Female BALB/c mice of 19-21 g body weight were obtained from the Department of Pharmacology and Toxicology and maintained in 12 h light/dark cycle. The animals were provided food and water ad libitum. All studies were performed as per guidelines approved by the Institutional Animal Ethics Committee (CPCSEA/770/ac/IAEC/22).

Mice were divided into seven groups of 10 animals each, namely, Group I: Control (uninfected and untreated), Group II: Infected and placebo treated, Group III: Standard drug rifampicin (RIF) treated, Group IV: MEAS treated, Group V: MEMI treated, Group VI: Rifampicin + MEMI treated, and Group VII: Rifampicin + MEAS treated. Mice were weighed and data were recorded at the initiation of the experiment. BALB/c mice were infected via tail vein method with 0.2 ml of M. tuberculosis H 37 Rv suspension in phosphate-buffered saline (PBS) supplemented with 0.05% Tween 80. Reproducibility of the challenging dose was censured by standardizing its optical density to obtain the desired CFU in Middlebrook 7H9 broth. On day 7, following infection, six of the infected mice were sacrificed, spleens and lungs were recovered and homogenized. Five-fold serial dilutions of organ homogenates in PBS with 0.05% Tween 80 were placed on Middlebrook 7H11 agar to determine CFU counts in organs. [12] Drugs were administered for 2 weeks from 7 th day postinfection at an oral dose of 20 mg/kg for rifampicin and 200 mg/kg for extracts in individual groups. The doses for synergistic groups were 10 and 100 mg/kg for rifampicin and extract, respectively.


Three mice per infected group were sacrificed under ether anesthesia on day 0, 7, and 20. The right lobe of lungs was fixed with ethanol then embedded in paraffin. The left lobe of lung and spleen was rapidly frozen and kept at −80°C for microbiological studies. [13],[14]

Colony Forming Unit Enumeration

Organs were homogenized with a Polytron homogenizer in sterile tubes containing 1 ml of PBS with 0.05% Tween 80. Ten microliters of the original concentration and five-fold dilutions of each homogenate were spread onto Bacto Middlebrook 7H11 agar (HiMedia) medium supplemented with 10% OADC to enumerate the total CFU of M. tuberculosis per organ per mouse.

Statistical Analysis

CFU counts were converted to log 10 values and compared using Student's t-test. Correlation was calculated between CFU and bodyweight.


The TB challenged model was generally assessed by recording weight gain or loss as an indicator of time of onset of disease and drug activity. By 20 days, all the untreated mice lost about 35-40% of their body weight [Figure 1]. Mice treated with rifampicin or rifampicin + MEAS did not lose weight; they even continued to gain weight. After 20 days, the body weights of 2-3 mice of the infected but untreated group had dropped to a weight of 14.5 g, whereas body weights of the drug-treated mice attained weight near to the pretreatment level. The difference between body weight of untreated mice and the other group was highly significant [P < 0.01, [Table 1].{Figure 1}{Table 1}

Histopathology showed edema with lymphocytic infiltration, fibrous tissue proliferation, giant cell formation, and TB granuloma in lung tissues of infected but nontreated group. This confirmed the TB infection in tissues [Figure 2] and [Figure 3]. Extensive edema was observed in lung tissues of mice of infected and untreated group on day 20. [Figure 4] shows the effect of synergistic treatment of rifampicin + MEAS; the tissues were devoid of giant cell, tissue proliferation, and other symptoms of TB. The response of rifampicin + MEAS was almost equivalent to the single treatment of rifampicin. Development of secondary follicles of spleen in isolated areas commonly observed. Very less or no depletion of lymphocytes in spleen indicating curing stage of day 20 sample of Group VII (rifampicin + MEAS). In our study, most of the mice treated with effective doses of rifampicin, MEAS, and MEMI were alive and maintained body weights longer than 20 days postinfection, whereas 75% of infected, nontreated mice died during the experiment.{Figure 2}{Figure 3}{Figure 4}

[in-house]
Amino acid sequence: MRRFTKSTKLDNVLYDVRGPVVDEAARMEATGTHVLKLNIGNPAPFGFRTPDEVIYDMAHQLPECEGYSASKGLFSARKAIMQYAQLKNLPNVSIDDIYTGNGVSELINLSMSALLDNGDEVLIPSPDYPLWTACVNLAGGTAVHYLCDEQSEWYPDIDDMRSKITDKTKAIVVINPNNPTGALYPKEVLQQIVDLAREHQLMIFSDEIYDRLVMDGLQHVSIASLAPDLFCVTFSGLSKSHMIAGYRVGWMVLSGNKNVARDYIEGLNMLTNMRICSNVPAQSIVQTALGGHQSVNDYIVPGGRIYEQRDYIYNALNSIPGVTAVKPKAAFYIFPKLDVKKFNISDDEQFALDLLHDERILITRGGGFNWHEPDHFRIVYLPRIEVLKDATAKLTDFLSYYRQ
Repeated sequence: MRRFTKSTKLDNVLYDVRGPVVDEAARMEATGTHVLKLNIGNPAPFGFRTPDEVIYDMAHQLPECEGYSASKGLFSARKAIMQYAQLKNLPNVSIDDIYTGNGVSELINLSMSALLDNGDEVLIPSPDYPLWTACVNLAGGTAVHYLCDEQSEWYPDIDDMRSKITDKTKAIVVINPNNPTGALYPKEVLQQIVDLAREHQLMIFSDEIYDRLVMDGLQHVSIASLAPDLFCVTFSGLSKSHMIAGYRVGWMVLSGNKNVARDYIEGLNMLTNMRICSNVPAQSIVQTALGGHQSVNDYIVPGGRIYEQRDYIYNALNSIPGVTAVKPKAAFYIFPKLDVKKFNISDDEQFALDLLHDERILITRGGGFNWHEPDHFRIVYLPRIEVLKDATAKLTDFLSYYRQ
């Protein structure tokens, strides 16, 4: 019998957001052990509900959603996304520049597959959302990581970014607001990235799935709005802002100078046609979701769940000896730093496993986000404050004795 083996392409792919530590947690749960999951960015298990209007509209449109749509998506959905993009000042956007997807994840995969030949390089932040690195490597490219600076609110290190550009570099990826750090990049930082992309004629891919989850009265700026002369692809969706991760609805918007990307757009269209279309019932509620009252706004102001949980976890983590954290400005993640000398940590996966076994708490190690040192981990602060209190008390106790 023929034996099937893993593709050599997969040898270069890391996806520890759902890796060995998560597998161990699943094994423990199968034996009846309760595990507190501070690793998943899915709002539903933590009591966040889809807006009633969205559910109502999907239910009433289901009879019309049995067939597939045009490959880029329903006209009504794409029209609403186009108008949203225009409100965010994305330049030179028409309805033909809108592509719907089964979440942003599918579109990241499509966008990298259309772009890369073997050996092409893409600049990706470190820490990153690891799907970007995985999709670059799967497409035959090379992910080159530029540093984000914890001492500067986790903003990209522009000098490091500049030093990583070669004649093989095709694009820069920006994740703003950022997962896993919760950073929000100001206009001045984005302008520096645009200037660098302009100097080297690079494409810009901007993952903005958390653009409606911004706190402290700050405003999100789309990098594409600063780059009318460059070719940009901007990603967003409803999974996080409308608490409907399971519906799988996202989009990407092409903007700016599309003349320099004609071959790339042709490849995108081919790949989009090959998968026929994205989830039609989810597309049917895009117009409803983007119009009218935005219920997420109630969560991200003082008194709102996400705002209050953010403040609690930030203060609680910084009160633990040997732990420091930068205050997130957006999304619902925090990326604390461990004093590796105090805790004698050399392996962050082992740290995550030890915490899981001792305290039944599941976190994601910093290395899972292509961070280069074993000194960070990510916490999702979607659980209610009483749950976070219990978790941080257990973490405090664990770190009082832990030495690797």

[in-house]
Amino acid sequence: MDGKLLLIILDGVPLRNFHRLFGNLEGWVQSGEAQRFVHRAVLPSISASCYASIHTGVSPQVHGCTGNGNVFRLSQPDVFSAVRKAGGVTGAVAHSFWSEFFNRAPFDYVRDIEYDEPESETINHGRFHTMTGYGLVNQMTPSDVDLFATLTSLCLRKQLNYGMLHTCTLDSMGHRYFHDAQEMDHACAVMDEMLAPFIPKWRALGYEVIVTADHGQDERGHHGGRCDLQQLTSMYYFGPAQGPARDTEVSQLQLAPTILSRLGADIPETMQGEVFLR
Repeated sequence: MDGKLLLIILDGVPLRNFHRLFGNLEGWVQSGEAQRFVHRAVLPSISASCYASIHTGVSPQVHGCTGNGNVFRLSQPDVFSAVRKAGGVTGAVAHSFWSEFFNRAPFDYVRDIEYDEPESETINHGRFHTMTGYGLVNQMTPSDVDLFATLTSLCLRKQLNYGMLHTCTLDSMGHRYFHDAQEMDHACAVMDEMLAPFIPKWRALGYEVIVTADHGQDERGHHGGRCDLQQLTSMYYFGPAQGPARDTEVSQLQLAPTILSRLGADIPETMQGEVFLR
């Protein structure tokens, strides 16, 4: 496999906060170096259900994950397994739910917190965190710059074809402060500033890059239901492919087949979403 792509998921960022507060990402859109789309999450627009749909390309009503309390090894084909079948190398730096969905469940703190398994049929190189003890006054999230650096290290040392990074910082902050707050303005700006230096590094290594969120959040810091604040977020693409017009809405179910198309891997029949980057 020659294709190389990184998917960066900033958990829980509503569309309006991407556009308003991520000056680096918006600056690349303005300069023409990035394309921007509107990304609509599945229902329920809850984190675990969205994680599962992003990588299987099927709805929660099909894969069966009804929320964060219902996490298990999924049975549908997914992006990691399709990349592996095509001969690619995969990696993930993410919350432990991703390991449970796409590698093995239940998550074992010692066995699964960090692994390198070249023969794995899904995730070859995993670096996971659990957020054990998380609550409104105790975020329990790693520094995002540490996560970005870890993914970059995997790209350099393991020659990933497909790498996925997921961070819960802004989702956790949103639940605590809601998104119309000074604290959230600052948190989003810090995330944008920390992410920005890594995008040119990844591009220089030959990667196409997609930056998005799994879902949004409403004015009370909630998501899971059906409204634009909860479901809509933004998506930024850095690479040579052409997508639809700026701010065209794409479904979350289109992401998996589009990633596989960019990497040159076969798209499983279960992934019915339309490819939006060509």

Mice were inoculated with 1 × 10 6 CFU of M. tuberculosis H37Rv to develop a rapid and progressive TB disease. Chemotherapy was initiated 7 days after inoculation, when bacteria in spleens and lungs achieved significant levels (6.11 ± 0.01 and 6.26 ± 0.01 mean log 10 CFU, respectively, at P < 0.01). Mean log 10 CFU in organs of infected and untreated mice continued to increase and reached 8.59 ± 0.01 in spleen and 8.71 ± 0.01 in lungs by 20 days (P < 0.01). Mean log 10 CFU in organs of MEAS treated group (spleen 5.26 ± 0.08; lung 5.97 ± 0.02) did not significantly differ (P < 0.01) from rifampicin-treated group (spleen 4.22 ± 0.12; lung 4.29 ± 0.12). Untreated infected mice which were inoculated with 1 × 10 6 CFU of H 37 R V per mouse, started dying from day 10, only 25% of the untreated control survived after 20 days. Ninety percent survival rate was observed in mice treated with standard drug rifampicin at 20 mg/kg; on the contrary, 85% survival rate was observed in the synergistic groups, i.e. the mice treated daily with rifampicin + MEAS or rifampicin + MEMI. The survival rates for mice treated daily only with MEAS or MEMI at 200 mg/kg were 62.5% and 50%, respectively, so the survival rate for the mice treated with MEAS was higher than group treated with MEMI, significantly lower than those for the above-mentioned synergistic and rifampicin-treated groups (P < 0.01).

The drug efficacy and weight loss in mice at the end of the experiment were inversely correlated in this study. The drugs that reduced bacterial counts in lung and spleen (from 1 × 10 6 to 1 × 10 3 CFU) showed body weights near to the level of uninfected mice. The mice lost body weight if their lung CFU was >1 × 10 6 . Without treatment, the infection became severe day by day with the gradual loss of body weight. The corresponding CFU in lung and spleen of the mouse was determined after sacrifice for all the mice separately, and the correlation of body weight with CFU was assessed. A high correlation (r = 0.972) was noticed between lung and spleen CFU calculated throughout the experiment. The correlation between CFU in lung and mouse body weight was − 0.937 (P = 0.0058) and that of spleen and body weight was − 0.975 [P = 0.0009, [Figure 5], indicating higher CFU in lungs and spleen had a negative impact on body weight.{Figure 5}